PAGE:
Title: The role of macrophage migration inhibitory factor (MIF) family proteins in metabolic dysfunction and heart disease
Speaker: Prof. Dake Qi, University of Manitoba, Canada
Time: Oct 21st, Monday, 14:00 pm
Venue: Building 24#-C406
Host: Prof. Youcai Zhang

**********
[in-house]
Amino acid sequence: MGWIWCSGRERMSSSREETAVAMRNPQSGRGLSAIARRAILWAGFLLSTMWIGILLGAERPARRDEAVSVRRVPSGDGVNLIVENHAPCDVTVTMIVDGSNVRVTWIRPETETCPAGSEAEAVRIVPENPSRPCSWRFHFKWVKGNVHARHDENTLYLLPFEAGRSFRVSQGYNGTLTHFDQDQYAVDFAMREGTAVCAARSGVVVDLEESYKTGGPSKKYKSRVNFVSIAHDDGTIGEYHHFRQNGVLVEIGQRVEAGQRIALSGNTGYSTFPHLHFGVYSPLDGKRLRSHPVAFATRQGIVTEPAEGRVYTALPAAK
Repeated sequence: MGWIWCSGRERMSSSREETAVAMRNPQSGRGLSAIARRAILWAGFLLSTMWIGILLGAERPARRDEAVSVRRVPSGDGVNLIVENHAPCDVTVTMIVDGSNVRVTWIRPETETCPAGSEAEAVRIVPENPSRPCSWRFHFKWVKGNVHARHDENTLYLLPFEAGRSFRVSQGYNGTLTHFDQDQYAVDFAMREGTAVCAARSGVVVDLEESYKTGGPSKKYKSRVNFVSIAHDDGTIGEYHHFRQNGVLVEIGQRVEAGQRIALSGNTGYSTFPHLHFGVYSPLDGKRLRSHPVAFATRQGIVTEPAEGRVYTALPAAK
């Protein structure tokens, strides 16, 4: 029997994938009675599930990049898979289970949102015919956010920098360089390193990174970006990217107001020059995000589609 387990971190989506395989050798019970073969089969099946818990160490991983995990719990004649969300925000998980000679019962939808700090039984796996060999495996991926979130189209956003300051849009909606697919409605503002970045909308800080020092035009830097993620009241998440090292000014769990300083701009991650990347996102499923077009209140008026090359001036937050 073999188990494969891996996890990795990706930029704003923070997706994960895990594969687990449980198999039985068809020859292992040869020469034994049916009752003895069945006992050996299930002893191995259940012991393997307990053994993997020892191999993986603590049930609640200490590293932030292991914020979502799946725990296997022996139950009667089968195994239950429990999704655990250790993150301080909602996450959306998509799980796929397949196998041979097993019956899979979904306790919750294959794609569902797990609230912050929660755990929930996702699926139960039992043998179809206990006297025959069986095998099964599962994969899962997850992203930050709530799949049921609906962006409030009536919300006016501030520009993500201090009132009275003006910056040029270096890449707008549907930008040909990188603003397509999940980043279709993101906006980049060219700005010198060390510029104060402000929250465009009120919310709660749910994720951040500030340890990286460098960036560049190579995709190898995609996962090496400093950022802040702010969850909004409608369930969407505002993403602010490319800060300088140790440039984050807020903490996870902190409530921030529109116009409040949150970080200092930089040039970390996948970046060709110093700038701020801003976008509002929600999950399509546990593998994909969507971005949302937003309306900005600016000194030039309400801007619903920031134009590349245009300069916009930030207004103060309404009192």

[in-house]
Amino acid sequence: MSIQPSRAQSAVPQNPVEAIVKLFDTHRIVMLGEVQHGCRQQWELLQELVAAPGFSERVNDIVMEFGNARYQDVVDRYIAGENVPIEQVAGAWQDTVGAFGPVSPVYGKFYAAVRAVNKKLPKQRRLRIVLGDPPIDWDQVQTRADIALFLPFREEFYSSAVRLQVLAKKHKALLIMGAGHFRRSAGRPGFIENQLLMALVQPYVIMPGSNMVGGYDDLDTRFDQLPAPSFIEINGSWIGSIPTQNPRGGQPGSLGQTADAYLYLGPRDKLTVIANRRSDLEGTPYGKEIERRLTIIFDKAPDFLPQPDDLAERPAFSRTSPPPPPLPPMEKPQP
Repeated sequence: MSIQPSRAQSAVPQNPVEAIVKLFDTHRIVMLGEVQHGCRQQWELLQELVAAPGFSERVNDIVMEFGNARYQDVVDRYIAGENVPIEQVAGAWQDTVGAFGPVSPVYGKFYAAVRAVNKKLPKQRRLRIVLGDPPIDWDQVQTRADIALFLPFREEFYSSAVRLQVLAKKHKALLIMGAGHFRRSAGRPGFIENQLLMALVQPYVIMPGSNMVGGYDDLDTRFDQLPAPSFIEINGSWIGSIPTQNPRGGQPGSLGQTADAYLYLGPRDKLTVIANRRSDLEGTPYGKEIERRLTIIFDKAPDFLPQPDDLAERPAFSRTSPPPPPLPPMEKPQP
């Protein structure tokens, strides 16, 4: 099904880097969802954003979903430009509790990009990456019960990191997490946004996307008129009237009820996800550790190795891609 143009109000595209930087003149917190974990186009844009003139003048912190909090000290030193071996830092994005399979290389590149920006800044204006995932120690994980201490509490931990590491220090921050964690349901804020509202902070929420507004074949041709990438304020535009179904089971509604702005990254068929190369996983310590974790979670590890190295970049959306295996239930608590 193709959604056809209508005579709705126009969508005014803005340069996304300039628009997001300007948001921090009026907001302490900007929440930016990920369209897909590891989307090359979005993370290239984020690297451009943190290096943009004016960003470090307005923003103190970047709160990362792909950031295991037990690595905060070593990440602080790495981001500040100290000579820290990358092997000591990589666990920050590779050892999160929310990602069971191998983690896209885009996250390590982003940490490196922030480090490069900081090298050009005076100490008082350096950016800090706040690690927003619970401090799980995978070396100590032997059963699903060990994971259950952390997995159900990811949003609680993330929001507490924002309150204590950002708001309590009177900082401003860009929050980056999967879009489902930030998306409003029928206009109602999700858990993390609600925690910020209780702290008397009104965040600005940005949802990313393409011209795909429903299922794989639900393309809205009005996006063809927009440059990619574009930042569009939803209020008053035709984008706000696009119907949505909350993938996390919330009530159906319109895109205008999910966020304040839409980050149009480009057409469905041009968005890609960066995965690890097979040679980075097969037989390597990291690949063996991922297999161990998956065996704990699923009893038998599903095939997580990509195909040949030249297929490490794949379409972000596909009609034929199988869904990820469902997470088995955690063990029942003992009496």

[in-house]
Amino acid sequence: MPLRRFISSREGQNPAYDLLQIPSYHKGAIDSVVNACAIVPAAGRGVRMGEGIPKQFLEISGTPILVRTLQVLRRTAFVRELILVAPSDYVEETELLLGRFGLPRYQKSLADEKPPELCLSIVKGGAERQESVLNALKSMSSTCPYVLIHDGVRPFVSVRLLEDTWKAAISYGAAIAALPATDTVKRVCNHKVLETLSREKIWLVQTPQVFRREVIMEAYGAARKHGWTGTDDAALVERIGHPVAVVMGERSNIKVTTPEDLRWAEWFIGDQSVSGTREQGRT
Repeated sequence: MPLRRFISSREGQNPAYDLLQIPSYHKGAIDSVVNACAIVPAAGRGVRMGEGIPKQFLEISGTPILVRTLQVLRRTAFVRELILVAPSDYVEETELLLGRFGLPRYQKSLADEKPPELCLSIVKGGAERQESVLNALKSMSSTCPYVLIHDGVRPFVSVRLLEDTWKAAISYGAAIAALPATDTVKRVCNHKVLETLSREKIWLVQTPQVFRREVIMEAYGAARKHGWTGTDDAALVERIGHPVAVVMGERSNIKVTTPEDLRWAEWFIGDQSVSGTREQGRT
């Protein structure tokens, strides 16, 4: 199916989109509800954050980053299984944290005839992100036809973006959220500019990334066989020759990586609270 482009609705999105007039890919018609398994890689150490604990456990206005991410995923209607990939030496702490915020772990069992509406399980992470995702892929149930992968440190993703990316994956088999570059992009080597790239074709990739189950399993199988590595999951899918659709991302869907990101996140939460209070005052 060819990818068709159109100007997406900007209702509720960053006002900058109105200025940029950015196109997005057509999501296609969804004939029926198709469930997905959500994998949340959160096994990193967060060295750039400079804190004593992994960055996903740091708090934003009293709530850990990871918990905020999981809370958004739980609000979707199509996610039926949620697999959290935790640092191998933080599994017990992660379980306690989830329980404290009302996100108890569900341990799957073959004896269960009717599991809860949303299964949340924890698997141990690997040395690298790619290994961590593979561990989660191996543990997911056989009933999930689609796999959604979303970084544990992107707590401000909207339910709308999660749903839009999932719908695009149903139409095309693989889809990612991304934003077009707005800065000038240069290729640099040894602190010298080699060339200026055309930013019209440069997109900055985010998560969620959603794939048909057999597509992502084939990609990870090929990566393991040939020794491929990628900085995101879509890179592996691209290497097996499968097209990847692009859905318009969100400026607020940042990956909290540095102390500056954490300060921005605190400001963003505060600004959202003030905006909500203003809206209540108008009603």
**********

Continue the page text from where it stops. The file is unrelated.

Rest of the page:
Macrophage migration inhibitory factor (MIF) is a pro-inflammatory factor that is widely expressed in multiple organ systems. MIF is released from pre-formed storage pools in response to stimulation and is classically involved in many diseases such as rheumatoid arthritis, atherosclerosis and sepsis. MIF also functions as a regulator of metabolism by increasing skeletal muscle glucose metabolism. In the heart, MIF acutely activates the “energy gauge” AMP-activated protein kinase (AMPK) during stress, implicating that MIF may also regulate cardiac metabolism. Thus, our major research interests focus on studying the role of MIF in regulating metabolism (whole body and tissue specific) during stress. MIF, cardiac metabolism and heart attack: Heartattack caused by partial or complete occlusion of coronary arteries is a leading cause for death around the world. In clinical practice, early and successful restoration of coronary blood flow by using thrombolytic therapy or primary percutaneous coronary intervention (PCI) is the most effective strategy to prevent ischemic injury and improve the clinical outcome. However, the recovery of blood flow simultaneously results in additional cardiac damage and complications, referred to as “reperfusion injury”. Our current research is to investigate how MIF and its homolog D-dopachrome tautomerase (DDT) acutely regulate cardiac metabolism during heart attack. MIF and insulin resistance: MIF expression is chronically augmented in monocytes and adipose tissue in obese individuals, and may contribute to the pathogenesis of insulin resistance by attenuating insulin signaling. Our second research direction is to explore the molecular mechanisms of MIF in mediating insulin resistance and metabolic syndrome.